June 24, 2012 2 min read
Most Eastern life models are patrilineal and the father-son lineage carries forward important life markers such as caste, name, inheritance etc.
The rules are clear and common across geographies.
But the matrilineal models that are found scattered across geographies come in many different variations and forms.
Excerpts from a conversation with a gentleman from Mizoram – who explained the system prevalent in his tribe.
In this matrilineal system, the groom comes to live with the bride’s family.
And the inheritance is passed on to the youngest daughter of the family. (not the eldest as seen in Ladakh)
The youngest daughter conversely must bear the responsibility of looking after any males – brothers / father in their old age.
The rationale is as follows: in the Mizo world, there is no stigma for unwed mothers. So the women bear children and go about their lives without feeling the pressure of acquiring husbands. As a result, men may find themselves alone at the end of their lives. The responsibility of looking after these men in old age, then rests with the youngest sister.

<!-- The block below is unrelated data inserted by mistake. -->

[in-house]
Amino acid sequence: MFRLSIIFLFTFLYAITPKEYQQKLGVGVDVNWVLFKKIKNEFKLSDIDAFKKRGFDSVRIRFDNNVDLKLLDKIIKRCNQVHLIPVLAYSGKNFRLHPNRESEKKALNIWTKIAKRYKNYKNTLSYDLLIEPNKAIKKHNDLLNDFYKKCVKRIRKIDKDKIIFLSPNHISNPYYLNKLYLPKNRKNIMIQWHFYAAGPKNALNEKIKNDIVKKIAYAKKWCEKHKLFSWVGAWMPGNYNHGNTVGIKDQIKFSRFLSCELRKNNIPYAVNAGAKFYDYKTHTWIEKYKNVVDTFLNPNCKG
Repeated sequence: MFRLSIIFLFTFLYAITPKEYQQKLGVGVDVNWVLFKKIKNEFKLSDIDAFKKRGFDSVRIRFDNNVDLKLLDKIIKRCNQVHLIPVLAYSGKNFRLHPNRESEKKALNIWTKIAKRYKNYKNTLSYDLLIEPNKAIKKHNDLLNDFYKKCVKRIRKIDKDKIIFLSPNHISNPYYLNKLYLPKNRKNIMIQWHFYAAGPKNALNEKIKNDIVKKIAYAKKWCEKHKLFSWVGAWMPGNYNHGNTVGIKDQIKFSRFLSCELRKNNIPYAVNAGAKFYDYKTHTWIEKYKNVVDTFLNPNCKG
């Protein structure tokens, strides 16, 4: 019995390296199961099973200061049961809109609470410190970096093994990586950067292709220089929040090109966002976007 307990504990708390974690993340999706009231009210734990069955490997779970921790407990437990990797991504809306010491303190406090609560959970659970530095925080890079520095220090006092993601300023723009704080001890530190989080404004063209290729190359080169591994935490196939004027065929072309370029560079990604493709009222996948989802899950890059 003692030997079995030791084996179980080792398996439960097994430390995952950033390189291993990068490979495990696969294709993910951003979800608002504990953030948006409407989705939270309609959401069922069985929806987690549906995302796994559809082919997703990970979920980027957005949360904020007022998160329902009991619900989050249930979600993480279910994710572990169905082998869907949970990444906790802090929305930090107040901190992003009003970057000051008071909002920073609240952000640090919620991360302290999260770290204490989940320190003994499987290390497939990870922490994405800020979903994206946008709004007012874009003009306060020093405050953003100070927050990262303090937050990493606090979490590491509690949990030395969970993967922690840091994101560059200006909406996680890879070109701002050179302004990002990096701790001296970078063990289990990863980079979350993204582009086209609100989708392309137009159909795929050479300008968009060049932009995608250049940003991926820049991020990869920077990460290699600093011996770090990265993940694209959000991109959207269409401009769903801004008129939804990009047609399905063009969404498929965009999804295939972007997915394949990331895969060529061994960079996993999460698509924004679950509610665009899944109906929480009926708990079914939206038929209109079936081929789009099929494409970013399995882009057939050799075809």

A system that offers a unique solution that addresses all aspects of the problem with rules that are internally consistent with each other! One that has survived centuries and generations of tests.
Hard as it may be for the outside world to accept, but it is a valid system – and the people living it are all happy well adjusted individuals!
Note: This is based on a conversation with a gentleman who worked in the government. Whether this is the way of the past, or of only a particular group of people, or whether it applies to the whole group even today, is unknown – and requires more conversations.
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